"Smoke detectors. If the alarm system includes smoke detectors, I agree that: (A) The number and placement of such detectors may not fulfill the requirements or recommendations in codes, Laws or standards that apply in my jurisdiction, Including the code provisions of the National Fire Protection Association and the International Residential Code; (B) I have sole Responsibility for complying with any and all codes, Laws and standards that may apply to the installation, placement and maintenance of the alarm system; and (C) Any smoke detectors described in this contract are supplemental devices only and are not intended to be a part of a primary fire alarm detection system. I understand that electrical smoke detectors, if installed in my premises , are designed to be connected to tan electrical power source. These detectors will not operate, The alarm will not sound and the alarm signal will not be transmitted when: The electricity is cut off; the back-up batter, If included as part of the system, Is low or dead; or fire cuts off the electricity before the alarm is activated, sounds and is transmitted. Connecting these detectors to a separate dedicated electrical circuit may increase their reliability, but even dedicated circuits can fail. I understand that these detectors all have limited useful lives, after which time they will not function. It is my sole responsibility to monitor and replace all detectors before or at the end of their useful lives."
I find no language in the statutes you refer to that requires a residential alarm system to include fire alarm protection. You are correct that the AHJ is the final authority for any systems that you are selling and installing. If your local Fire Marshal is requiring smoke detectors then it makes sense to comply. You could question what authority the Fire Marshal is relying upon to insist on smoke detectors, or their particular placement, if there is no statute or local ordinance that requires that equipment.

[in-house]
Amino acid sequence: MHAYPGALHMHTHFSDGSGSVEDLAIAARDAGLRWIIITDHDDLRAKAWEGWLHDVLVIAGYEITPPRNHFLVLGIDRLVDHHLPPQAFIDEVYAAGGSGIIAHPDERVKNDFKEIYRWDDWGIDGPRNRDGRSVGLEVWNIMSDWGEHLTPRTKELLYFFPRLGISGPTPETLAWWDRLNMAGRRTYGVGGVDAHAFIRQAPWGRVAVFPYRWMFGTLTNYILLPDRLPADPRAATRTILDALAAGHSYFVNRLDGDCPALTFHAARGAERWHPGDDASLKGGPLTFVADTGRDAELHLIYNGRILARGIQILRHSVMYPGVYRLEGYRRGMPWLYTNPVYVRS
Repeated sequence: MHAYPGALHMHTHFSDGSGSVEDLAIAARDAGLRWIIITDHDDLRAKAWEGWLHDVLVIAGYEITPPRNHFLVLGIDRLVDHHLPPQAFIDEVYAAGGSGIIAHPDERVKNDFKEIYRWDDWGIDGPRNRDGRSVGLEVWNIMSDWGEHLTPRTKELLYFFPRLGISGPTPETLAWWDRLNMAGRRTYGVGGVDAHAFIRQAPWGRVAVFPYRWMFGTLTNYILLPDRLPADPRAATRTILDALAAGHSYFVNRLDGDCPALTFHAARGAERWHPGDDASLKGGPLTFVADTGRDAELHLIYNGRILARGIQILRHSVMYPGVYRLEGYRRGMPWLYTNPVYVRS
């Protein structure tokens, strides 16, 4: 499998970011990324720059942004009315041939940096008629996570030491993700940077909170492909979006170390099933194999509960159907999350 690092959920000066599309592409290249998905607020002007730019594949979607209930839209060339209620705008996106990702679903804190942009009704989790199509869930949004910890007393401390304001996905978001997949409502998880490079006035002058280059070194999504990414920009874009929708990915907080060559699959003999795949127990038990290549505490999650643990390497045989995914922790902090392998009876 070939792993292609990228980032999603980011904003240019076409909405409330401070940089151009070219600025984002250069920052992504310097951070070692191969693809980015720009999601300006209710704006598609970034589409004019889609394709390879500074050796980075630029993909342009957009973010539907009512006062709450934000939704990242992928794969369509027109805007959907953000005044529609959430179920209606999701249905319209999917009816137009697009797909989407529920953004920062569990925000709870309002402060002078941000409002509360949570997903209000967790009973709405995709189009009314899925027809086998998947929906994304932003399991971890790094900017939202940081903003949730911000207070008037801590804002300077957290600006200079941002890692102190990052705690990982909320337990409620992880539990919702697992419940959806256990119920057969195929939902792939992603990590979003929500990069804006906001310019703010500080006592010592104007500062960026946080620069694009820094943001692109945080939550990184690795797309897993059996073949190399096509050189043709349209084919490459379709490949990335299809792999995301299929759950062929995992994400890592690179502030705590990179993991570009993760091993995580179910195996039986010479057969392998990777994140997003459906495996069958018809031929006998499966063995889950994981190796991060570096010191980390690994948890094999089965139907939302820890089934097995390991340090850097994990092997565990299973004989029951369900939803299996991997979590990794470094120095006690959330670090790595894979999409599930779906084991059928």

The language you quote above is acceptable, though I don't believe it necessary.
The Standard Residential All in One, which we do customize state by state, does include the following provision as one of its standard provisions:
"FIRE ALARMS: Unless the schedule of protection provides for a fire alarm system to code ALARM COMPANY makes no representation that the fire alarm equipment meets local code requirements or constitutes a fire alarm system as that term is defined by the Authority Having Jurisdiction [AHJ] over fire alarm systems in Buyer’s premises. If a fire alarm system to code is specified in the schedule of installation then ALARM COMPANY will install fire alarm equipment pursuant to AHJ requirements. Buyer agrees that any equipment required by the AHJ not specified in the schedule of installation shall be an extra to this contract to be paid for by Buyer at time said additional equipment is requested."
The Standard Residential All in One also contains these provisions:
"FALSE ALARMS/PERMIT FEES: Subscriber is responsible for all alarm permits and fees, agrees to file for and maintain any permits required by applicable law and indemnify or reimburse ALARM COMPANY for any fines relating to permits or false alarms. .... Should ALARM COMPANY be required by existing or hereinafter enacted law to perform any service or furnish any material not specifically covered by the terms of this agreement Subscriber agrees to pay ALARM COMPANY for such service or material."
Gina, your questions raise interesting issues, but unless you - or our friends in Texas - can point to a law pertains to residential fire detection devices and waivers, I think I'll stick with the provisions we already have in the Standard Residential All in One. You will find that this contract addresses the issues you raise in your questions and many more that you haven't considered.